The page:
Jason Wilde Wisconsin State Journal
GREEN BAY - Aaron Rodgers could have faked it. Having thrown the ball impressively, held for field goals serviceably and handled the media throng deftly, his first day of work had gone well enough that he could have deemed it a relative success.
Instead, the Green Bay Packers' first-round draft pick and quarterback of the future fessed up and admitted after his first minicamp practice Friday that he didn't have a clue.
"I kind of feel like I had the 'deer-in-the-headlights' look today," said Rodgers, the former California quarterback whom the Packers picked 24th overall in last Saturday's NFL draft. "Like, 'Man, what am I doing?'
"I realize I've got a long way to go. This was my first day. But being a perfectionist and being somebody that wants to be the best every down, every play at practice, it's frustrating."
Nonetheless, while Rodgers only knows a small fraction of the playbook, struggled to spit out the Packers' 12- to 14-word play-calls in the huddle and was erratic early on, his throws were almost all tight spirals and mostly on target.
He used his same Jeff Tedford-taught form of cocking the ball high next to his ear on drop-backs, but he showed good arm strength and an ultra-quick release, although he did hold onto the ball too long a number of times.
"I thought he had a good day for the first time out," Packers coach Mike Sherman said. "Obviously he's got a long way to go trying to gain the knowledge of our offense. We didn't do anything special to prepare him. But I thought he stepped in and did a good job."
One surprise area Rodgers stepped into was holding for kicker Ryan Longwell, something that his fellow Cal alum had expressed concern about one day earlier.
"That just made a nervous day even more nervous," Rodgers admitted.
Rodgers got about a minute of practice with Longwell and long-snapper Rob Davis on the side before being summoned for four kicks, three of which Longwell made out of good holds and one of which he missed because Rodgers didn't get it down properly.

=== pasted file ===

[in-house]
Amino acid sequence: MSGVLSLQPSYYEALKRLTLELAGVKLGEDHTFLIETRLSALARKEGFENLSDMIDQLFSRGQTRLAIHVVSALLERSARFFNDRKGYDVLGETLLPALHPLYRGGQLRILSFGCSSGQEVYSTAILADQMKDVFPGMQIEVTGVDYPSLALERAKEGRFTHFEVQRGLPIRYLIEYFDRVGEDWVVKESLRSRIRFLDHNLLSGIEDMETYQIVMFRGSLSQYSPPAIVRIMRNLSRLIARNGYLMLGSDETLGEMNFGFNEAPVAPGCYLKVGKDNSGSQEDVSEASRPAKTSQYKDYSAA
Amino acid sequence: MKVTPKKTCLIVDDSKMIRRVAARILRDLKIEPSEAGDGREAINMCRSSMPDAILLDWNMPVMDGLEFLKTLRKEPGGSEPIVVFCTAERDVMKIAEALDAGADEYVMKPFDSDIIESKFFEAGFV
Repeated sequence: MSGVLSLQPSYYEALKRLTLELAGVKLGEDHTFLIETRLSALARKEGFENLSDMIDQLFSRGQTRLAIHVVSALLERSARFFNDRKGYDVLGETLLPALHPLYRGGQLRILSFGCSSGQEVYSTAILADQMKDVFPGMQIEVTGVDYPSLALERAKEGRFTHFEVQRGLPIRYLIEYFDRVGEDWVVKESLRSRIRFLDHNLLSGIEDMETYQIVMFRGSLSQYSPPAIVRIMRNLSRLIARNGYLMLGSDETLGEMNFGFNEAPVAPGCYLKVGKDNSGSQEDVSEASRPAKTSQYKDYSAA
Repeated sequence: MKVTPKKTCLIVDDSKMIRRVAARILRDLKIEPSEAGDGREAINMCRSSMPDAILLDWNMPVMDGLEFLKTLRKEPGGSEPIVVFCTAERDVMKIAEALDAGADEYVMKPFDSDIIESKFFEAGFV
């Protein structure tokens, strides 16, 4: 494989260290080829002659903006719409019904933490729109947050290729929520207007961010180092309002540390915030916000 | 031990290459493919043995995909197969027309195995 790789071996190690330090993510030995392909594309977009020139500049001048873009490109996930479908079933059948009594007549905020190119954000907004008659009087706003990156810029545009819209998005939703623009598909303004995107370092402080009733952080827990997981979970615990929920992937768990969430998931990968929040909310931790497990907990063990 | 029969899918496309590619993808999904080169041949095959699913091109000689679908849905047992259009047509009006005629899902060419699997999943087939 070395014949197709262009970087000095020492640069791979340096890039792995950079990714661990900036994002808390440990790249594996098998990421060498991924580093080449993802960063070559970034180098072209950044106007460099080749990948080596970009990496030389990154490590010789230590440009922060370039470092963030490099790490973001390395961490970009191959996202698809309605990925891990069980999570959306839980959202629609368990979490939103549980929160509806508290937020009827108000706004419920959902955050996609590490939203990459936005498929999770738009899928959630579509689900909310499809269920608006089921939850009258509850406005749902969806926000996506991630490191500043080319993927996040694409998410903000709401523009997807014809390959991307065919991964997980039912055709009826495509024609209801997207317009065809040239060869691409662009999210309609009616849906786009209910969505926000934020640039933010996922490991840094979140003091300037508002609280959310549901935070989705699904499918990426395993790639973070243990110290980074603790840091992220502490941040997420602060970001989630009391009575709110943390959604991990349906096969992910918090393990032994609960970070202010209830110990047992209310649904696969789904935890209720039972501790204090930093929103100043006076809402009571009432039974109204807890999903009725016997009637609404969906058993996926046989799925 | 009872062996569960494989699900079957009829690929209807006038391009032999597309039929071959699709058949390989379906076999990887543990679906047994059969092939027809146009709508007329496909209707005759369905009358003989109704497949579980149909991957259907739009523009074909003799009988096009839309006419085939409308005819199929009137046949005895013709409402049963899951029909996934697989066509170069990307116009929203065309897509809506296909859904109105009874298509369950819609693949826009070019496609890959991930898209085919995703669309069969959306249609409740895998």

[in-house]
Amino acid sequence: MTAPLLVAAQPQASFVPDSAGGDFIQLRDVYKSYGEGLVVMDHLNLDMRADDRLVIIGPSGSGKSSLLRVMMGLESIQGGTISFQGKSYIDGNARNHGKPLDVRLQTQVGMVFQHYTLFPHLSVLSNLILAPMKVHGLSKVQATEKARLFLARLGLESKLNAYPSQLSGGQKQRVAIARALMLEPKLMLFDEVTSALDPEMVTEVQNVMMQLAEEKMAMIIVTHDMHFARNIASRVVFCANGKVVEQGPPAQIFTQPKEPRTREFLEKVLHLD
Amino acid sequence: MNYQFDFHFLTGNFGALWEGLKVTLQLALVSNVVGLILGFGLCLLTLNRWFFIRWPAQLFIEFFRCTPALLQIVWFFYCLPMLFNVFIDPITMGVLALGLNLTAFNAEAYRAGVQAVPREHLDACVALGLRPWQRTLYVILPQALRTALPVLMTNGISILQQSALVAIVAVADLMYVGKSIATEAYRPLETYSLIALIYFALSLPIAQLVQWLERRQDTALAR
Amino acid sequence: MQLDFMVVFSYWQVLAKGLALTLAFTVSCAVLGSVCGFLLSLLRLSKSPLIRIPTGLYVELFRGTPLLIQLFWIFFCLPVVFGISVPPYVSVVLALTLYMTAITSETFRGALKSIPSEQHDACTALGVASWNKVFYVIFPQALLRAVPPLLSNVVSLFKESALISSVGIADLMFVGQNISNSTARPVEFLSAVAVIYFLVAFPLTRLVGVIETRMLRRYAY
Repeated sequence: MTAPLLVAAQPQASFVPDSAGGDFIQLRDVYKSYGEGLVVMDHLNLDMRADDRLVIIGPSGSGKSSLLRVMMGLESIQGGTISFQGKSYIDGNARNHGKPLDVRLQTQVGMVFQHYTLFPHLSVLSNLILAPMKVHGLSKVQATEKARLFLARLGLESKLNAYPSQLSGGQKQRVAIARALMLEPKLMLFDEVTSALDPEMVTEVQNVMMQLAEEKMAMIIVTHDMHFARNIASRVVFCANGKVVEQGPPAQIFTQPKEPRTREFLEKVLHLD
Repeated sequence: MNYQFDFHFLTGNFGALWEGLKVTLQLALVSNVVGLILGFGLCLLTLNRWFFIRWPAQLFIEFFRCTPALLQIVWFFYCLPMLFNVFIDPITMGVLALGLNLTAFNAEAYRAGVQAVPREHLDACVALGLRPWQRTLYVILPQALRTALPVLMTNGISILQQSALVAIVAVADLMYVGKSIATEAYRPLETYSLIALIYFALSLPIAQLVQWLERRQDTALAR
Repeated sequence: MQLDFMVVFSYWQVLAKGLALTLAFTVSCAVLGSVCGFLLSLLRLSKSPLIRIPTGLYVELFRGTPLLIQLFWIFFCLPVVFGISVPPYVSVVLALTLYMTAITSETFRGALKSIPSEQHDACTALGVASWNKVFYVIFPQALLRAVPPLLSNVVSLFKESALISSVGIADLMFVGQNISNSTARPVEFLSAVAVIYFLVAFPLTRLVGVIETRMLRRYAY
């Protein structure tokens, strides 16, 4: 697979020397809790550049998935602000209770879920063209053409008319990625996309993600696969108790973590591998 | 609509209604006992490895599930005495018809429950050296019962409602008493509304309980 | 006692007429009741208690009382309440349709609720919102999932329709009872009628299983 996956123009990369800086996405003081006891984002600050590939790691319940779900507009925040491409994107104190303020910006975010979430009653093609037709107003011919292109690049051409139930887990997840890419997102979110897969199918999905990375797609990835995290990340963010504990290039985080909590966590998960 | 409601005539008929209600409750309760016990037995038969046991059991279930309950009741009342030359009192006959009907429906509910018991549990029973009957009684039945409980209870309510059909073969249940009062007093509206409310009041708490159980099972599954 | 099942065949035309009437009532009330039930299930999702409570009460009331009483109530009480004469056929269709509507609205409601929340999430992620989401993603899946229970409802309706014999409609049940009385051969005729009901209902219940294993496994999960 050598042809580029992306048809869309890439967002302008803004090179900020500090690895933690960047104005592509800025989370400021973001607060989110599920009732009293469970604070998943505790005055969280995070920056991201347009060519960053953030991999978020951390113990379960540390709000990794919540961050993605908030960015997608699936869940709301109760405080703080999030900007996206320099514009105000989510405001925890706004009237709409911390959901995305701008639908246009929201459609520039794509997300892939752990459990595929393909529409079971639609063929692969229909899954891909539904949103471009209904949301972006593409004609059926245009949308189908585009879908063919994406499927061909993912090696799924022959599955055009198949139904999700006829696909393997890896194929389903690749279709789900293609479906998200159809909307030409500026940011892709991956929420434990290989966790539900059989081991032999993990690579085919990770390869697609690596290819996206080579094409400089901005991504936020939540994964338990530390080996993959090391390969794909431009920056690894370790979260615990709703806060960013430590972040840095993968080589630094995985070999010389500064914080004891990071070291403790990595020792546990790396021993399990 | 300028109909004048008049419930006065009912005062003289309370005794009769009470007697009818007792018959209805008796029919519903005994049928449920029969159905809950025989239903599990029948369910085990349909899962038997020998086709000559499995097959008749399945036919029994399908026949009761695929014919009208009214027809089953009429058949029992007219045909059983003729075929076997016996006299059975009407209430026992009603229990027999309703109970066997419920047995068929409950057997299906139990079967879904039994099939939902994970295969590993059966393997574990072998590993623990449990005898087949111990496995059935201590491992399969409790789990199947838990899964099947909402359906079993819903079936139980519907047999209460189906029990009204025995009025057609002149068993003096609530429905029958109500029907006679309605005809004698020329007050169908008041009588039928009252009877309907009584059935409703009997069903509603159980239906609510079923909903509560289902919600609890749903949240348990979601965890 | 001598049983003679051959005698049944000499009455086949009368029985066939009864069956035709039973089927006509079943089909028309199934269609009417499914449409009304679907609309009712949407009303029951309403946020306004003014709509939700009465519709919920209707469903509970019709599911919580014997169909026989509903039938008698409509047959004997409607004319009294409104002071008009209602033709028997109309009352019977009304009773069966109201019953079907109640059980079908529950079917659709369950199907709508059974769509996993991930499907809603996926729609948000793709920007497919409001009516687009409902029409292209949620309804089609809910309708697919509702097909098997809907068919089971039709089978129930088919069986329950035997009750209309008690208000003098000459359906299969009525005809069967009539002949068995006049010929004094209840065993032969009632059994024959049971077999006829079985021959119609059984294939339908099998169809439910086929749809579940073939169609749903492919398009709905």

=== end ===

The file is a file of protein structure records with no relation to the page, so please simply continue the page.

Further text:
"We didn't draft him to be a holder, per se," special teams coordinator John Bonamego said. "But he can do it."
Longwell, who had problems during the first two days of camp with Craig Nall as his holder, was pleasantly surprised by Rodgers, who had held during practices at Cal but never in a game. But Rodgers wasn't good enough to get Longwell, who wears the No. 8 jersey that Rodgers wore for the Golden Bears, to consider giving up his jersey for the rookie, who is wearing No. 12.
"I'm entertaining all offers," said Longwell, who wore No. 4 at Cal, a number that's obviously unavailable. "Maybe he thinks by being a good holder I'll lower the price, but that's not going to be the case."
Back at quarterback, Rodgers had limited snaps during the morning and afternoon full-team practices, but he took all the reps during the extra 11-on-11 session after most of the veterans were excused following the afternoon workout.
Rodgers' best throw of the day came when he arched a perfect ball - with just enough zip on it and just enough air underneath it - between two defenders to streaking undrafted rookie free agent wide receiver Vince Butler down the right sideline.
"I don't know if he was going to come in and wow me because I had pretty high expectations for him," quarterbacks coach Darrell Bevell said. "But the first impression was very good."